Opinion by Governor C.L. “Butch” Otter
I’m grateful for the time and effort of those who participated in the summit. Their perspectives will provide important guideposts as we advance Project 60 – the collaborative, coordinated statewide economic development effort in which private sector partners are volunteering to help us attract new employers to Idaho while we strengthen our existing businesses.
See the new Project 60 Web site at www.project60.idaho.gov to find out how you can help too.
Project 60 is about growing the economy by creating jobs that become community-building careers for Idahoans. That might seem optimistic while we continue struggling economically. But in my experience, attitude is a big part of recovery. And there is plenty of positive news about which to be optimistic.
For example, this summer Boise’s MotivePower received a contract for $44 million worth of locomotives, and the customer has an option to increase the order to more than $73 million. It’s the type of contract that provides job stability and career opportunities for Idahoans.
In the Treasure Valley, three companies worked together on a mutually beneficial deal: Krow Innovation brought in an international firearms distributor that will manufacture shotguns at Meridian’s Advanced Precision Machining. Employees there now will have more stable jobs and the company could double employment over the next year with this contract. Part of the deal also includes accessorizing the shotguns with products from Blackhawk Products in Meridian.
In Plummer, Bluewater Technologies has received a federal contract to clean up phosphorus in the municipal wastewater. The Hayden-based company is using technology developed at the University of Idaho to solve a problem that was stalling Plummer’s growth. The project should generate more than $30 million in regional economic development.
Another innovative Idaho business is Boise’s CRI Advantage, which was recognized as the U.S. Department of Energy’s small business of the year. CRI Advantage provides cyber security and information technology services for the Idaho National Laboratory.
Fourteen Idaho companies also landed on Inc. Magazine’s list of the nation’s fastest-growing private companies. Among them was Economic Modeling Specialists Inc. in Moscow, which grew more than 600 percent last year!
It also is nice to see Idaho companies attracting investment, such as Balihoo in Boise, which has received $7 million from a Boston venture capital group. And COSSA, an education group in rural Canyon and Owyhee counties, has received a matching $2.5 million federal grant for a regional vocational-technical facility in Wilder. Besides creating four new permanent jobs, it will create immediate construction jobs and help our students receive necessary workforce skills.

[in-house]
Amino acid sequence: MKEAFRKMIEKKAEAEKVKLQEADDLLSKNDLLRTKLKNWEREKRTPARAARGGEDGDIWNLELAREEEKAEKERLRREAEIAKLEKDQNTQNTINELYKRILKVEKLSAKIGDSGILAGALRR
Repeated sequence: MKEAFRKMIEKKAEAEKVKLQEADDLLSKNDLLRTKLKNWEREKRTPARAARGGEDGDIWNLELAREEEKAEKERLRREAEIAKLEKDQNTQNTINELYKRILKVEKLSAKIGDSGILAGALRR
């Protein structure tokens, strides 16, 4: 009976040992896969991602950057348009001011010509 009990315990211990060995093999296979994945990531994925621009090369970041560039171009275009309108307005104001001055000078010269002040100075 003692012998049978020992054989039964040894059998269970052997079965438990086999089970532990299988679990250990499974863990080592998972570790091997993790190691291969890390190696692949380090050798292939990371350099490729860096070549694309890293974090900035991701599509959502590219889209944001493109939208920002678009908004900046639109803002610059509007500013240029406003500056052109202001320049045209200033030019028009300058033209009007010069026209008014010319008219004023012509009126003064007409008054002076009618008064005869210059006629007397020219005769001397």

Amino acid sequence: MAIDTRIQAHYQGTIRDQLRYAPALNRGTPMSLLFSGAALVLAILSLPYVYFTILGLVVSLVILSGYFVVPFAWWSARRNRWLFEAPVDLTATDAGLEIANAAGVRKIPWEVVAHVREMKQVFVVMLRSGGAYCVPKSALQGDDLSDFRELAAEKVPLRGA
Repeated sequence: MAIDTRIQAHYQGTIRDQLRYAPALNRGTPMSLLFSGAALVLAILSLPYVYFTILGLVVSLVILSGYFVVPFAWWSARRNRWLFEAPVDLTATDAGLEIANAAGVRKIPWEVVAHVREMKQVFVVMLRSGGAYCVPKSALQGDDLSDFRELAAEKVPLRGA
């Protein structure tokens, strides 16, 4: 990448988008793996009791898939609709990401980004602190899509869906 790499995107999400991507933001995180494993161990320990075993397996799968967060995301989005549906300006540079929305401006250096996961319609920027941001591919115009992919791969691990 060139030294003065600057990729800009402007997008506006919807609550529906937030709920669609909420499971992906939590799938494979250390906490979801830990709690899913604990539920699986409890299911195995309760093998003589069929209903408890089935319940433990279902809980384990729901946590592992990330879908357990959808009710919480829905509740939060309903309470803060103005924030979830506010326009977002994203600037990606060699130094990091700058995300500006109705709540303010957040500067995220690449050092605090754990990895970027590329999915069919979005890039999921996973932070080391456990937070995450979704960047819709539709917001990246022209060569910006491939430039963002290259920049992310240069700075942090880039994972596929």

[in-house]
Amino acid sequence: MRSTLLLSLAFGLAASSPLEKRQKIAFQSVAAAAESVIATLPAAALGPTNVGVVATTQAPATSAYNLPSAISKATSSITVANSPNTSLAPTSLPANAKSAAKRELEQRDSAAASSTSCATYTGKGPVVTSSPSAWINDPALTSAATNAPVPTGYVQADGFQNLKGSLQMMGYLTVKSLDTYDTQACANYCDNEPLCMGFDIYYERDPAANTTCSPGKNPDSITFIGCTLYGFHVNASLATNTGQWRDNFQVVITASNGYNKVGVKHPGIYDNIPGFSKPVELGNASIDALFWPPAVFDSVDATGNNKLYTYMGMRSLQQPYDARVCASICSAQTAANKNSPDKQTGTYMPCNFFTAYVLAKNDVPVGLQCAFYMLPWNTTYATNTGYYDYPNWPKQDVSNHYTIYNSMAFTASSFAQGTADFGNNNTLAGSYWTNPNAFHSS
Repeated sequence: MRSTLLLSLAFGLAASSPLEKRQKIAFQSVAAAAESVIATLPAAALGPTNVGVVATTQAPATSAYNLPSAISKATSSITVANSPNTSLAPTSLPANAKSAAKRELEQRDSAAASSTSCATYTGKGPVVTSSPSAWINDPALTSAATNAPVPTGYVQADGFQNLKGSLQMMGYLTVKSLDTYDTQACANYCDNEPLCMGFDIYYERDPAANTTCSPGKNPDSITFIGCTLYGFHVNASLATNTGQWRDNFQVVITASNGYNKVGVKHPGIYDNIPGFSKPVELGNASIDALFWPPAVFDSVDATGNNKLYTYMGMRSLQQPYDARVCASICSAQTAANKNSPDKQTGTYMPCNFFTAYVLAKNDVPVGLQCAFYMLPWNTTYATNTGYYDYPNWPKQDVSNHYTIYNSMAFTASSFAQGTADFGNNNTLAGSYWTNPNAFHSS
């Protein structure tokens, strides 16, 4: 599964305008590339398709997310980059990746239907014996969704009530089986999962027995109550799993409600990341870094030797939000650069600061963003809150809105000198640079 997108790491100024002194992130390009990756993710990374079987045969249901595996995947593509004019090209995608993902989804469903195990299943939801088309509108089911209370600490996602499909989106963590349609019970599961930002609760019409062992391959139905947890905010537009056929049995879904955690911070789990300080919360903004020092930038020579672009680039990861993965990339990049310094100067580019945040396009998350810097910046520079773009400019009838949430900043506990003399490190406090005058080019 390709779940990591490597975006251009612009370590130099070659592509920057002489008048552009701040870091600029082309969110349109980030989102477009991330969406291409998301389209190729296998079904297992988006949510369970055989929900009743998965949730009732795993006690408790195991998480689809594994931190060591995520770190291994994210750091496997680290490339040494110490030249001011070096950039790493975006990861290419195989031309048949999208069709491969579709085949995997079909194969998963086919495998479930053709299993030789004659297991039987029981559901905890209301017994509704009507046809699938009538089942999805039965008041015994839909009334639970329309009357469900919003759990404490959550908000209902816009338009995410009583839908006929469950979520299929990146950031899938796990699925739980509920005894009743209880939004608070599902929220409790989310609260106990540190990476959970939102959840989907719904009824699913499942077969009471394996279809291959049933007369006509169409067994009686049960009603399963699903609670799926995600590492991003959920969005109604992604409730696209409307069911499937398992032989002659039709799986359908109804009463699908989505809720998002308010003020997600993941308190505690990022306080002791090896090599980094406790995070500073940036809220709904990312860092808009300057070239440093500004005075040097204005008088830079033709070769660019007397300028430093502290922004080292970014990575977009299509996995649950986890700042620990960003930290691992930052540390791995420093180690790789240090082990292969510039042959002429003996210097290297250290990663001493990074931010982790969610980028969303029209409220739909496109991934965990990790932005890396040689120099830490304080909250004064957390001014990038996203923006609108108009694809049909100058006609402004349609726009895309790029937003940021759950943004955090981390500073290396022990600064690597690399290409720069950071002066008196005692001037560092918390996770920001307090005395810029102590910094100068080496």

Speaking of workforce, there are trained staff in 25 Department of Labor offices around the state matching worker skills and talents with employer needs. We also have the Workforce Development Training Fund, which reimburses qualified businesses up to $3,000 per employee for the cost of training workers to meet their needs. The program has helped secure about 20,000 Idaho jobs over the last 13 years. Meanwhile, millions of dollars in federal Trade Adjustment Assistance has provided new skills to workers laid off because of economic changes or foreign competition.
That kind of commitment creates opportunities even when we’re facing bad news. It’s unfortunate anytime a business decision affects people, as with Dell Computers announcing that it will shut down its Twin Falls call center. But it’s clear to me that local economic development and community leaders share my view that the great facility and well-trained workforce being left behind offer attractive opportunities for other businesses to move in and for careers to keep growing.
New opportunities also will be one of the themes on Thursday, September 24th, when I conduct an “Innovation Summit” in Boise. It will feature leaders from the high-tech manufacturing, energy and defense, higher education and research, software, entrepreneurial and small business sectors of Idaho’s economy providing insights on what State government should do to enable them to succeed. The public is encouraged to attend as panelists share their ideas on how to apply innovation and technology to growing Idaho’s economy with jobs that become careers – and whole new industries.
If that’s not cause for optimism, I don’t
know what is.